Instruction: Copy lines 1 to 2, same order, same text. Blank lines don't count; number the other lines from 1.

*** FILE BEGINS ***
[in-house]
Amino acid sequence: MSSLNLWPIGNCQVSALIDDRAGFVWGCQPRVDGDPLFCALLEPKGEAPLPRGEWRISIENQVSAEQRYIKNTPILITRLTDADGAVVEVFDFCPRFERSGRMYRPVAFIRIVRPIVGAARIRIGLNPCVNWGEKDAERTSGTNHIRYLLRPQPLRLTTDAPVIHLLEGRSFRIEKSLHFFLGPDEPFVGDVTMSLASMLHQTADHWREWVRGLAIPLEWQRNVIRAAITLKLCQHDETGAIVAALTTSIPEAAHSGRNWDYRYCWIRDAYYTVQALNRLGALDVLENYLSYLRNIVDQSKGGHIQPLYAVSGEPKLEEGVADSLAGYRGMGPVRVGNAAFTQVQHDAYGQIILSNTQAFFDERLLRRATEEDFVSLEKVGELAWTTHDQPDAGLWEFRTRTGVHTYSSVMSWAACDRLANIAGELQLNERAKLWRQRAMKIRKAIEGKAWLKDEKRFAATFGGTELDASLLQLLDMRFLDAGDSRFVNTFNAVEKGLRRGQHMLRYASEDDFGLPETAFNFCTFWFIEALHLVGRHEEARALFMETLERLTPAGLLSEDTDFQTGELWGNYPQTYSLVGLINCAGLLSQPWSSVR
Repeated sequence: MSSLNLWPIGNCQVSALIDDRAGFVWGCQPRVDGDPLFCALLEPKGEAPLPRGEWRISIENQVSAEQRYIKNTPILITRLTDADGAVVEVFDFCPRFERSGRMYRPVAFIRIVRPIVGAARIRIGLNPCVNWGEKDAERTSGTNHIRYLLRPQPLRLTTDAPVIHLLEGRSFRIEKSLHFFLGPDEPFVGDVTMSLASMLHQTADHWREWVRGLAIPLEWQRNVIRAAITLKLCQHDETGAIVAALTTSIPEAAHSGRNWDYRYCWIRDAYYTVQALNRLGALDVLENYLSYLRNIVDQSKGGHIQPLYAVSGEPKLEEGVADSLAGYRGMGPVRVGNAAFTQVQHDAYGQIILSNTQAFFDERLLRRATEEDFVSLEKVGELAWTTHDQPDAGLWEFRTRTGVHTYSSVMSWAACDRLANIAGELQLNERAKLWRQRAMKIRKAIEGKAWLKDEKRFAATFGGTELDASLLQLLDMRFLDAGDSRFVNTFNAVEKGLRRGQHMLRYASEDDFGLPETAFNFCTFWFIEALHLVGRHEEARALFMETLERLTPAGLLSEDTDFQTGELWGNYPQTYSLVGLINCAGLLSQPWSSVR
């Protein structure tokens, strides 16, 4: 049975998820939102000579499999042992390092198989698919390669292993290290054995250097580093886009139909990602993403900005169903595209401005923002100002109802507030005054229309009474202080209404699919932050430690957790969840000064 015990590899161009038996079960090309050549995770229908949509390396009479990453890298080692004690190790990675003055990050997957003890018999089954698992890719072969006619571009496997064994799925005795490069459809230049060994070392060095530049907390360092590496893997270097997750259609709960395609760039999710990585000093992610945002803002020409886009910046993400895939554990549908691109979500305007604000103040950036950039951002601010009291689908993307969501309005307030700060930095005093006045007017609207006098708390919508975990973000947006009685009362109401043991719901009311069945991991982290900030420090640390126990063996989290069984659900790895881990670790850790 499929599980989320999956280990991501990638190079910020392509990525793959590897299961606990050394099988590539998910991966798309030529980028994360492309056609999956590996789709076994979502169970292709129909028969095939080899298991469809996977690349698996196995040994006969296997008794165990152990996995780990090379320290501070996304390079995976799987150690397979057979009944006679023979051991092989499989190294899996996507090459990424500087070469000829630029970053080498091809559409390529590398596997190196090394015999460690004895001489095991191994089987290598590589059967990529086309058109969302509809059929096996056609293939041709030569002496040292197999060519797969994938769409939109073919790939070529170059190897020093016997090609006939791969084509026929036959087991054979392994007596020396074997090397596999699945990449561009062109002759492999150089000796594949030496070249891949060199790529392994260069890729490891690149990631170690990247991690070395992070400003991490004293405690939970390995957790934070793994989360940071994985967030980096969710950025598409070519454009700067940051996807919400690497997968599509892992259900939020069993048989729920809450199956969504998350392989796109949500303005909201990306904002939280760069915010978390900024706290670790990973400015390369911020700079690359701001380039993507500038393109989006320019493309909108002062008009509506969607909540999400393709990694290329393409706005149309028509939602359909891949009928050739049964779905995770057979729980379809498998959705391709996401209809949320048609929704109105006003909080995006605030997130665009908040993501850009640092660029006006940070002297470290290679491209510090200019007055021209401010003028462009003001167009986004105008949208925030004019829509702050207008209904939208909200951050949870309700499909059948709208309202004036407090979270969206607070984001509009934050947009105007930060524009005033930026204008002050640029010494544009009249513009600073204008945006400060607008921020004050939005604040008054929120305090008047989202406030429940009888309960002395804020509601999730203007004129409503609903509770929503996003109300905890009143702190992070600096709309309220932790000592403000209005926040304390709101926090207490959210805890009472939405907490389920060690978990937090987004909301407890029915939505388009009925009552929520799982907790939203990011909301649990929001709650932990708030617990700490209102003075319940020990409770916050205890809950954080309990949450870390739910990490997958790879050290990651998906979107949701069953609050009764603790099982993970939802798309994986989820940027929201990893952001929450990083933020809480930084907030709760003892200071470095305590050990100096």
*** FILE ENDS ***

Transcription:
[in-house]
Amino acid sequence: MSSLNLWPIGNCQVSALIDDRAGFVWGCQPRVDGDPLFCALLEPKGEAPLPRGEWRISIENQVSAEQRYIKNTPILITRLTDADGAVVEVFDFCPRFERSGRMYRPVAFIRIVRPIVGAARIRIGLNPCVNWGEKDAERTSGTNHIRYLLRPQPLRLTTDAPVIHLLEGRSFRIEKSLHFFLGPDEPFVGDVTMSLASMLHQTADHWREWVRGLAIPLEWQRNVIRAAITLKLCQHDETGAIVAALTTSIPEAAHSGRNWDYRYCWIRDAYYTVQALNRLGALDVLENYLSYLRNIVDQSKGGHIQPLYAVSGEPKLEEGVADSLAGYRGMGPVRVGNAAFTQVQHDAYGQIILSNTQAFFDERLLRRATEEDFVSLEKVGELAWTTHDQPDAGLWEFRTRTGVHTYSSVMSWAACDRLANIAGELQLNERAKLWRQRAMKIRKAIEGKAWLKDEKRFAATFGGTELDASLLQLLDMRFLDAGDSRFVNTFNAVEKGLRRGQHMLRYASEDDFGLPETAFNFCTFWFIEALHLVGRHEEARALFMETLERLTPAGLLSEDTDFQTGELWGNYPQTYSLVGLINCAGLLSQPWSSVR